The presence of cytokine protein without detection of its mRNA was apparent in some samples (eight samples for IL-6, seven for IL-8, 10 for IL-1β, one for IL-1α, and two for IFNγ). Since translation of mRNA occurs rapidly, this observation does not preclude that these cytokines are produced within the ocular microenvironment. Cytokines may also be produced outside the vitreal microenvironment and permeate the vitreous during breakdown of the blood retinal barrier. Alternatively, cytokines may be expressed by the retina, which is known to be a source of many cytokines and growth factors.34Retinal tissue is a potential contaminant for vitreous samples and dissected epiretinal membranes. Scleral wounds created during vitreoretinal surgery can act as an important source for growth factors and cytokines.34

In contrast, several samples were found to have mRNA for a cytokine in the absence of detectable protein (four samples for IL-8, one for IL-1β, four for IL-1α, three for TNFα, and four for IFNγ). Cytokine proteins may be present below the detection levels of the ELISA kits used. Another possibility is that some of these cytokines are bound to extracellular matrix in epiretinal membranes and not present free in the vitreous (as has been previously shown for TNFα for example).18 In addition, regulation of secretion of these cytokines at translational and post translational levels may occur.

It was not possible to identify any relation between cytokine mRNA levels and different clinical groups, perhaps because of the small number of samples available in each group. In a recent study,24 in which large numbers of patients were investigated for fewer cytokines by ELISA, IL-6 levels in vitreous were found to be predictive for the development of postoperative PVR. The presence of these cytokines in some macular hole and retinal detachment vitreous samples suggests that any role that these cytokines have in promoting the development of the epiretinal membranes might result from an altered balance in their activities, difference in their microdistribution, or change in receptor expression or activity rather than the absolute presence or absence of the factor.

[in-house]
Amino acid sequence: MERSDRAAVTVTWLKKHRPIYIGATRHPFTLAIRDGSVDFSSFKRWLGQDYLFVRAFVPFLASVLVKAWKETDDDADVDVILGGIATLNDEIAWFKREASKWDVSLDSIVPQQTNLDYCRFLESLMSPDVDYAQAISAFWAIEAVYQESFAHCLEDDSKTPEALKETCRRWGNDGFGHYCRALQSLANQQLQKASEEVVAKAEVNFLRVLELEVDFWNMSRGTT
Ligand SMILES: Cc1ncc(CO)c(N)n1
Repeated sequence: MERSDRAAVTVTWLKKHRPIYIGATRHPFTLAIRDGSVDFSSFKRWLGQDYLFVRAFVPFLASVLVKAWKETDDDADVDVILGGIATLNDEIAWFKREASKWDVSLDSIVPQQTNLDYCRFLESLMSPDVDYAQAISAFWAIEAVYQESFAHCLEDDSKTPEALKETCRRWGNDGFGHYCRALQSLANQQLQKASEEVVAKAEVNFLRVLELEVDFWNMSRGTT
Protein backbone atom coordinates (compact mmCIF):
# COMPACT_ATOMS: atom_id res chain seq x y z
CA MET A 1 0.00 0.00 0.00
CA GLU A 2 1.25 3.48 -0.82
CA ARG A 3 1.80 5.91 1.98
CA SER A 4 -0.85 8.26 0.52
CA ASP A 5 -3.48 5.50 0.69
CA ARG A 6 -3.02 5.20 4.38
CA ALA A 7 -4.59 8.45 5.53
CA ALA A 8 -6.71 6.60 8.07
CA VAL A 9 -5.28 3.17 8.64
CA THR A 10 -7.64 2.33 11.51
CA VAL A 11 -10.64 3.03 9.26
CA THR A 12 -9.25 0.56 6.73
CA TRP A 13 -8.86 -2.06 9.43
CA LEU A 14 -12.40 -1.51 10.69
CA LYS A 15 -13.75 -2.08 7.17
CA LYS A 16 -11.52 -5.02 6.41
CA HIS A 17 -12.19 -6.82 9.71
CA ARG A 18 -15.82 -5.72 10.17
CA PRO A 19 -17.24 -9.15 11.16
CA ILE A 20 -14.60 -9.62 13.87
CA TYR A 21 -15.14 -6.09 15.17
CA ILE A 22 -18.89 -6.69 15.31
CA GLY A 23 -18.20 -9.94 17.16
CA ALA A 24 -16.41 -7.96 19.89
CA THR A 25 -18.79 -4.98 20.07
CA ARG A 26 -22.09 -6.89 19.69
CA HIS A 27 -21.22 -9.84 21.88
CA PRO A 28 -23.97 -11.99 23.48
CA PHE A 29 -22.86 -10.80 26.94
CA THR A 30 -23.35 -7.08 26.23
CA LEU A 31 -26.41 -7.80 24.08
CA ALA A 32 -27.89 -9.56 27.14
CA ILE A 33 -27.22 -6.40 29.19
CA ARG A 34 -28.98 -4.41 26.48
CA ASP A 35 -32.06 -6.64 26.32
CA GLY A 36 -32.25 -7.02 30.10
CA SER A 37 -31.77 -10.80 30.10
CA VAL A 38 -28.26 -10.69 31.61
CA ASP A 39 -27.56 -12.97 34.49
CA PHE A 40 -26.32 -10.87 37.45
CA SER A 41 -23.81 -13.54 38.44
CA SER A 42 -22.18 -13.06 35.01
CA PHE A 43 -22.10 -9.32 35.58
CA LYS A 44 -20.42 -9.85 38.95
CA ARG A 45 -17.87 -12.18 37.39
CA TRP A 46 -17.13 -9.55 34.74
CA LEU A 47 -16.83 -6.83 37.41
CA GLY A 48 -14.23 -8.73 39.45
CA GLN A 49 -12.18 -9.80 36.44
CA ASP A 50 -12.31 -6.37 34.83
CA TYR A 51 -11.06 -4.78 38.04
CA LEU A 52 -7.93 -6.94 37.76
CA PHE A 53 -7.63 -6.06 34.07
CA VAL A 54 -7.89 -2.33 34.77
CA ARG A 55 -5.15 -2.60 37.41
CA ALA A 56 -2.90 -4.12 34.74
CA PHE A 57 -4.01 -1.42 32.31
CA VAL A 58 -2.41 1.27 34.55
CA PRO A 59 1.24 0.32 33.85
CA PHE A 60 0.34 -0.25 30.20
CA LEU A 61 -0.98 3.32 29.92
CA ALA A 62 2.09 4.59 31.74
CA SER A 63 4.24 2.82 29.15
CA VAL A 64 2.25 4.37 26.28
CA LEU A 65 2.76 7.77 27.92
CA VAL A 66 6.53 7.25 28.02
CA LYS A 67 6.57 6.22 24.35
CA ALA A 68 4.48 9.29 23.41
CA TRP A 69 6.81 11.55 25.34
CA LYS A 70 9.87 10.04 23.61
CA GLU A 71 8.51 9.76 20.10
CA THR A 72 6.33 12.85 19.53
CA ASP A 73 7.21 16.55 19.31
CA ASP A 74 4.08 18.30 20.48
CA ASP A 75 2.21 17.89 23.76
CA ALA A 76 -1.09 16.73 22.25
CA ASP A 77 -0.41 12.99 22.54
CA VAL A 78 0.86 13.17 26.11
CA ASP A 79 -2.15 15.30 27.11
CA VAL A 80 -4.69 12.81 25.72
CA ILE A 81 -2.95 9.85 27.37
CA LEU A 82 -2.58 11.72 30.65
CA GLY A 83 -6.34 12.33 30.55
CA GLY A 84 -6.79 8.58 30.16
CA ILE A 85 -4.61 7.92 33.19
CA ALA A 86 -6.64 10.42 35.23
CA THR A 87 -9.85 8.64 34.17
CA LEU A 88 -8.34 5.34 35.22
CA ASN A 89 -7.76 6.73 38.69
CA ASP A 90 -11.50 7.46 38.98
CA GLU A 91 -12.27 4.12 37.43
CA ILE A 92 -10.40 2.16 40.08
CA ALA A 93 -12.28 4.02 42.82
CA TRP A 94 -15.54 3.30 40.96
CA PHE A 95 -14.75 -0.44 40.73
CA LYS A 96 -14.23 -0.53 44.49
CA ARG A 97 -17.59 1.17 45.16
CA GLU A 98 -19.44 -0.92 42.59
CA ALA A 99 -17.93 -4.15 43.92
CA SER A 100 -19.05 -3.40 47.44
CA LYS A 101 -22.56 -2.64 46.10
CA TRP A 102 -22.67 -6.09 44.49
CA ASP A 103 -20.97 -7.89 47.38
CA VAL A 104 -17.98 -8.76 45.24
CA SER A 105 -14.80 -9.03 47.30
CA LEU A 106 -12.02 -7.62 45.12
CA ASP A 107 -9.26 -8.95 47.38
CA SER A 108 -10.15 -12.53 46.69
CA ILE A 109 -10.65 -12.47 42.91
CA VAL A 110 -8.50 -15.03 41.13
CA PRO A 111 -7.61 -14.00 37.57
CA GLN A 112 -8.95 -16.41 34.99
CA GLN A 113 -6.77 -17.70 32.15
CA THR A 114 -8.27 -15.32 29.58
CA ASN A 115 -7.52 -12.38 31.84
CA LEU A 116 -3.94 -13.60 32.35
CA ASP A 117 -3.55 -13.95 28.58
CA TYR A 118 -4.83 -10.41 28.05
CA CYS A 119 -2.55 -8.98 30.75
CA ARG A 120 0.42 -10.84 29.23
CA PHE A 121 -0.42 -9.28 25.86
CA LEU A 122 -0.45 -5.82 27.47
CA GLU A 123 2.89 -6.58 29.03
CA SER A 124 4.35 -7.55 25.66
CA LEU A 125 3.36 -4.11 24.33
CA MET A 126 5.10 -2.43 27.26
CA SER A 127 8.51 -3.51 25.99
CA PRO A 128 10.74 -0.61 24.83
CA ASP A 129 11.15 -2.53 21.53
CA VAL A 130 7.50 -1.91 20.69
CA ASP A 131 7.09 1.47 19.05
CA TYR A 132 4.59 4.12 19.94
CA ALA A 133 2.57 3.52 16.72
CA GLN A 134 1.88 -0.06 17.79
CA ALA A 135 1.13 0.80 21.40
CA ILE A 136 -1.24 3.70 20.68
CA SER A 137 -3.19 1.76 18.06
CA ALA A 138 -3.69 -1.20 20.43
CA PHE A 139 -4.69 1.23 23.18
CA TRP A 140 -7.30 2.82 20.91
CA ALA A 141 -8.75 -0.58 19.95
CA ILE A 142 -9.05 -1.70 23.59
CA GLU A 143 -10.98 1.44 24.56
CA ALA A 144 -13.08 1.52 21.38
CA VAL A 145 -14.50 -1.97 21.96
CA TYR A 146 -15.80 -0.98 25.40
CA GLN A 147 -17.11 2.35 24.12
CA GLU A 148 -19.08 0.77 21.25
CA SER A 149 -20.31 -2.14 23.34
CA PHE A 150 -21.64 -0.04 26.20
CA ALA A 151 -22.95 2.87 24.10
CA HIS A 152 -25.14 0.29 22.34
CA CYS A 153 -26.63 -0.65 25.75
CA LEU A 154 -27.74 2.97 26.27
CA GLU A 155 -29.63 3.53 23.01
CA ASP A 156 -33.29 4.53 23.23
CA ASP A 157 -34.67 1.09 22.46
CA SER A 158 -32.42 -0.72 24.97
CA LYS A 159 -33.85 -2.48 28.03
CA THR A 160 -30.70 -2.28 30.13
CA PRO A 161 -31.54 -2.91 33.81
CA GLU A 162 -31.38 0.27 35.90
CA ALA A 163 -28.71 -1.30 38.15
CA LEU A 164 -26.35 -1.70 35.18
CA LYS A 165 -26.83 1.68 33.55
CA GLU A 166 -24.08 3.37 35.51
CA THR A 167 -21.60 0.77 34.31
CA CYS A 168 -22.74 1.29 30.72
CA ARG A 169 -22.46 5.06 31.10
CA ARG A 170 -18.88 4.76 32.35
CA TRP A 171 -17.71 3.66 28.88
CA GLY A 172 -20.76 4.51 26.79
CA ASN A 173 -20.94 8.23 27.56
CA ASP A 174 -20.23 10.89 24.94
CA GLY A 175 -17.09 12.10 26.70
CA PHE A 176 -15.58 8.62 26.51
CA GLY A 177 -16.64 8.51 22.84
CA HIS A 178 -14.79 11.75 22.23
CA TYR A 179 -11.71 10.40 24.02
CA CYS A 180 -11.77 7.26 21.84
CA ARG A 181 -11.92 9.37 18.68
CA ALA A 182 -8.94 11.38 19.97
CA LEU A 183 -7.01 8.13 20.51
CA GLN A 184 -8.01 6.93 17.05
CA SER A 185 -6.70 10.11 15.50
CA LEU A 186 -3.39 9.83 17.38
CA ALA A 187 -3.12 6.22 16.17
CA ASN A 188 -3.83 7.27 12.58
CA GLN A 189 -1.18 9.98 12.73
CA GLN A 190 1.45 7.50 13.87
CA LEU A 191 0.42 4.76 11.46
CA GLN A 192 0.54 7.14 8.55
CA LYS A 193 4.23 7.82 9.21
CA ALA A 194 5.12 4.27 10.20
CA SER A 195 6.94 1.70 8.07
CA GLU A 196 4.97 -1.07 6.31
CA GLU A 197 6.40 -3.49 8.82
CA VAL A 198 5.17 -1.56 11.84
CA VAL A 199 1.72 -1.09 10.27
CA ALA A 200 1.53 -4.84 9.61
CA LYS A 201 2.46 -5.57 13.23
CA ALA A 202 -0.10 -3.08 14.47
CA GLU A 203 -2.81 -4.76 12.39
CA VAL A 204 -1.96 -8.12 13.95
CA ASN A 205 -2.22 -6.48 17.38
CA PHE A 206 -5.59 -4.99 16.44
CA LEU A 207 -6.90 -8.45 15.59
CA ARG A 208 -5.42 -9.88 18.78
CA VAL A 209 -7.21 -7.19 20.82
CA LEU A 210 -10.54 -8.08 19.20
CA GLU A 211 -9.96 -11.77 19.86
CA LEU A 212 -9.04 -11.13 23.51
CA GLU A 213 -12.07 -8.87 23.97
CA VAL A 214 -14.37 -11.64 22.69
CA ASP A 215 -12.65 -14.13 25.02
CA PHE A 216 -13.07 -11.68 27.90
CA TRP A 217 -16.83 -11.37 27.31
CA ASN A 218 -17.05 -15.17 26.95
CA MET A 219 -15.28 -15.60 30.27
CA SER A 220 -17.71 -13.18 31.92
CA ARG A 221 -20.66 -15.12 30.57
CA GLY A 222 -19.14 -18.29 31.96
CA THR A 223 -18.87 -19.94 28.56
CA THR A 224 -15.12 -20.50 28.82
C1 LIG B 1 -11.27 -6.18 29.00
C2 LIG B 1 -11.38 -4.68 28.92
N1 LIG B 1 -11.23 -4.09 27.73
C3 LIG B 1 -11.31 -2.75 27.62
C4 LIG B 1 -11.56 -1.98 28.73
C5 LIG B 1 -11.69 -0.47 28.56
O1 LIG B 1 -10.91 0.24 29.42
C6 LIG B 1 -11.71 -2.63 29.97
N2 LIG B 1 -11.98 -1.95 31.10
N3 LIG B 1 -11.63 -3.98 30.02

In the present study, the types of cells expressing each cytokine were not identified. However, the majority of cells present in the vitreous samples of patients with PVR are capable of producing cytokines in vitro. Cultured RPE cells, upon activation, release IL-8, IL-6, and granulocyte-macrophage colony stimulating factor.1535Activated monocytes secrete a heterogeneous mixture of products that together strongly induce expression of many cytokines in human RPE cells.16 Most if not all of the inducing effect can be accounted for by IL-1β and TNFα. Glial cells can produce IL-1.14 Macrophages and T lymphocytes can produce many different cytokines, including IL-1, IL-6, TNFα, and IFNγ.36 In situ hybridisation technique combined with immunohistochemical staining for the vitreous samples or epiretinal membranes from patients with PVR might resolve which cell produce which cytokine.